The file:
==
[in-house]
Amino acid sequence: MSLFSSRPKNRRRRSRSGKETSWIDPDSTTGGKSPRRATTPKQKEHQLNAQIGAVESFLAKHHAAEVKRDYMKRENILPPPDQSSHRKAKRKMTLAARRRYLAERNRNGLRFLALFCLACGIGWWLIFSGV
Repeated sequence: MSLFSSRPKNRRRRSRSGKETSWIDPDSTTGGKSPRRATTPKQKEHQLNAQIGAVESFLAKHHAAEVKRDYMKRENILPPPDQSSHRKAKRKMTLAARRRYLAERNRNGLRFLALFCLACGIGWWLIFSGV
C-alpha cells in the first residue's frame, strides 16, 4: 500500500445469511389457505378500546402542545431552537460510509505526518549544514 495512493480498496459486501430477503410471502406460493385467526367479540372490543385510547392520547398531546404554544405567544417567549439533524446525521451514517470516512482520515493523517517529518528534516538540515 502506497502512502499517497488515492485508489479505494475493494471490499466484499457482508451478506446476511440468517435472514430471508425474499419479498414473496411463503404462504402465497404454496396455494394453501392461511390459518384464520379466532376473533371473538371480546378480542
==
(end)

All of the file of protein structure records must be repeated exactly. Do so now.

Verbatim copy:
[in-house]
Amino acid sequence: MSLFSSRPKNRRRRSRSGKETSWIDPDSTTGGKSPRRATTPKQKEHQLNAQIGAVESFLAKHHAAEVKRDYMKRENILPPPDQSSHRKAKRKMTLAARRRYLAERNRNGLRFLALFCLACGIGWWLIFSGV
Repeated sequence: MSLFSSRPKNRRRRSRSGKETSWIDPDSTTGGKSPRRATTPKQKEHQLNAQIGAVESFLAKHHAAEVKRDYMKRENILPPPDQSSHRKAKRKMTLAARRRYLAERNRNGLRFLALFCLACGIGWWLIFSGV
C-alpha cells in the first residue's frame, strides 16, 4: 500500500445469511389457505378500546402542545431552537460510509505526518549544514 495512493480498496459486501430477503410471502406460493385467526367479540372490543385510547392520547398531546404554544405567544417567549439533524446525521451514517470516512482520515493523517517529518528534516538540515 502506497502512502499517497488515492485508489479505494475493494471490499466484499457482508451478506446476511440468517435472514430471508425474499419479498414473496411463503404462504402465497404454496396455494394453501392461511390459518384464520379466532376473533371473538371480546378480542